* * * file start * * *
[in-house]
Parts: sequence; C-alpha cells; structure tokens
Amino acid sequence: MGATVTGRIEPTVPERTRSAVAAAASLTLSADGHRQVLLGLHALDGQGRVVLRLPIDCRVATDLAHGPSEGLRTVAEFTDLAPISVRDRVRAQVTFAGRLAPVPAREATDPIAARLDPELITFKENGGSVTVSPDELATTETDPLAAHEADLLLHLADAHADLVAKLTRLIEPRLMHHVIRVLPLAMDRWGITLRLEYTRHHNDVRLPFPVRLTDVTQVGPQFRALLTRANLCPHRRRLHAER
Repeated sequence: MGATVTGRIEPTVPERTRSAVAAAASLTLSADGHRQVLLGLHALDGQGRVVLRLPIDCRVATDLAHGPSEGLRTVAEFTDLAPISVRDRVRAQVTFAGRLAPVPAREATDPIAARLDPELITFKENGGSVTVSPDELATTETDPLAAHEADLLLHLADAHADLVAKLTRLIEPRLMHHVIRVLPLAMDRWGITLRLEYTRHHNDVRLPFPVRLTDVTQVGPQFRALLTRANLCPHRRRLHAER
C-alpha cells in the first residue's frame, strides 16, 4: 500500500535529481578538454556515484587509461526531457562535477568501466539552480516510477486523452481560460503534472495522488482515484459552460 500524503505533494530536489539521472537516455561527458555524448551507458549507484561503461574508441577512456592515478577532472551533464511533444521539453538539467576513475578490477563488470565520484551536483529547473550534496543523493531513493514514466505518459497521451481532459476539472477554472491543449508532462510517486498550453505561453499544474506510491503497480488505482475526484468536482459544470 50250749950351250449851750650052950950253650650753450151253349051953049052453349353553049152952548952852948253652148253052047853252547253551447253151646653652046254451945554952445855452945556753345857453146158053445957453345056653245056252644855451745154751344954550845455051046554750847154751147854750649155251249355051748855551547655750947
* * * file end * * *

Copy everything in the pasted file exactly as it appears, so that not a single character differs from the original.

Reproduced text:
[in-house]
Parts: sequence; C-alpha cells; structure tokens
Amino acid sequence: MGATVTGRIEPTVPERTRSAVAAAASLTLSADGHRQVLLGLHALDGQGRVVLRLPIDCRVATDLAHGPSEGLRTVAEFTDLAPISVRDRVRAQVTFAGRLAPVPAREATDPIAARLDPELITFKENGGSVTVSPDELATTETDPLAAHEADLLLHLADAHADLVAKLTRLIEPRLMHHVIRVLPLAMDRWGITLRLEYTRHHNDVRLPFPVRLTDVTQVGPQFRALLTRANLCPHRRRLHAER
Repeated sequence: MGATVTGRIEPTVPERTRSAVAAAASLTLSADGHRQVLLGLHALDGQGRVVLRLPIDCRVATDLAHGPSEGLRTVAEFTDLAPISVRDRVRAQVTFAGRLAPVPAREATDPIAARLDPELITFKENGGSVTVSPDELATTETDPLAAHEADLLLHLADAHADLVAKLTRLIEPRLMHHVIRVLPLAMDRWGITLRLEYTRHHNDVRLPFPVRLTDVTQVGPQFRALLTRANLCPHRRRLHAER
C-alpha cells in the first residue's frame, strides 16, 4: 500500500535529481578538454556515484587509461526531457562535477568501466539552480516510477486523452481560460503534472495522488482515484459552460 500524503505533494530536489539521472537516455561527458555524448551507458549507484561503461574508441577512456592515478577532472551533464511533444521539453538539467576513475578490477563488470565520484551536483529547473550534496543523493531513493514514466505518459497521451481532459476539472477554472491543449508532462510517486498550453505561453499544474506510491503497480488505482475526484468536482459544470 50250749950351250449851750650052950950253650650753450151253349051953049052453349353553049152952548952852948253652148253052047853252547253551447253151646653652046254451945554952445855452945556753345857453146158053445957453345056653245056252644855451745154751344954550845455051046554750847154751147854750649155251249355051748855551547655750947